It Would Be a Crime to Cancel Learning Time for Prisoners Pell Grants Lower the Recidivism Rate and Save Tax Dollars

By Eugene Dey. Eugene Dey is a former inmate and a freelance writer . | The Christian Science Monitor, May 31, 1994 | Go to article overview

It Would Be a Crime to Cancel Learning Time for Prisoners Pell Grants Lower the Recidivism Rate and Save Tax Dollars


Eugene Dey. Eugene Dey is a former inmate and a freelance writer ., The Christian Science Monitor


AS someone who received a post-secondary education in prison, I can see the tangible benefits society receives from Pell grants (federal financial aid) for the incarcerated. Inmates who previously victimized innocent people learn something about criminally deviant behavior; this helps them to later become productive members of society.

While statistics vary, the overwhelming consensus is that post-secondary education decreases the likelihood of continued criminal actions. The national recidivism rate is about 60 percent. Yet only 30 percent of college-educated inmates return to prison. That is a significant decrease - and a statistic ignored by various anti-inmate coalitions.

The debate to end Pell grants for inmates baffles me. Both sides of the political spectrum are opposed to crime. Yet both sides are considering discontinuing funding for a program that lowers the rate of repeat offenses. Is decreasing crime somehow unacceptable in today's political arena? Are cost-effective, successful education programs turning into election year fodder? This makes no sense.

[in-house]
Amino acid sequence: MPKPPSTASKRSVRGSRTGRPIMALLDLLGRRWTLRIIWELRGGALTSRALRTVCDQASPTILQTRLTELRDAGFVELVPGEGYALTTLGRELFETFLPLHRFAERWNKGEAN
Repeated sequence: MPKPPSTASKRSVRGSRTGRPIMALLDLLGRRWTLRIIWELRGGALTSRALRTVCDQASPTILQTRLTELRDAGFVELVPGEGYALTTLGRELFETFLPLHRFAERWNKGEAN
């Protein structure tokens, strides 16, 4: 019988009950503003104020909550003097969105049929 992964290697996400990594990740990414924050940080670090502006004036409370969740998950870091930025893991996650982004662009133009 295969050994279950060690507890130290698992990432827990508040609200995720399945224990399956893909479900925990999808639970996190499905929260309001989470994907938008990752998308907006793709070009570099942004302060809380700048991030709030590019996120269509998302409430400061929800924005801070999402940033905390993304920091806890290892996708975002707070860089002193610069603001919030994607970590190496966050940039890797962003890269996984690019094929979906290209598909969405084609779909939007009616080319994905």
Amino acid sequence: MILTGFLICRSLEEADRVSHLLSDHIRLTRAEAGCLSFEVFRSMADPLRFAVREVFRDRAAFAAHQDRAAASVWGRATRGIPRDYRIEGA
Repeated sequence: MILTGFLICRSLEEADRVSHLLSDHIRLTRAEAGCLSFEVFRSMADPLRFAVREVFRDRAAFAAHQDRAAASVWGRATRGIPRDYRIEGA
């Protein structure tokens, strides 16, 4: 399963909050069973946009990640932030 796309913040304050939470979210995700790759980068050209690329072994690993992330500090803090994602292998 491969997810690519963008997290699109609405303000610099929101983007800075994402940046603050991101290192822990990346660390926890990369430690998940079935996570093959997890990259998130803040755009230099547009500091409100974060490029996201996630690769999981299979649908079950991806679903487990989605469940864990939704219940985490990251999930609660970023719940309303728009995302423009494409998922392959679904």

Sen. Kay Bailey Hutchison (R) of Texas is leading the fight against inmate college programs receiving Pell money. She recently said, "Pell grants were sold {to Congress} to help low- and middle-income families send their kids to college. They were not sold for prison rehabilitation."

If Senator Hutchison looked further into the issue she would find that nearly all inmates come from the low- and middle-income families Pell grants are aimed at. Inmates are all too frequently from poor school districts and start life at an extreme disadvantage. College education for prisoners can and does break cycles of generational poverty, and low levels of education. Education is the key - even for prisoners.

It is estimated that inmates will use $40 million worth of Pell funds on college this year. Considering that Pell awards $6 billion annually, surely this is not so much for a program that helps so many disadvantaged persons. …

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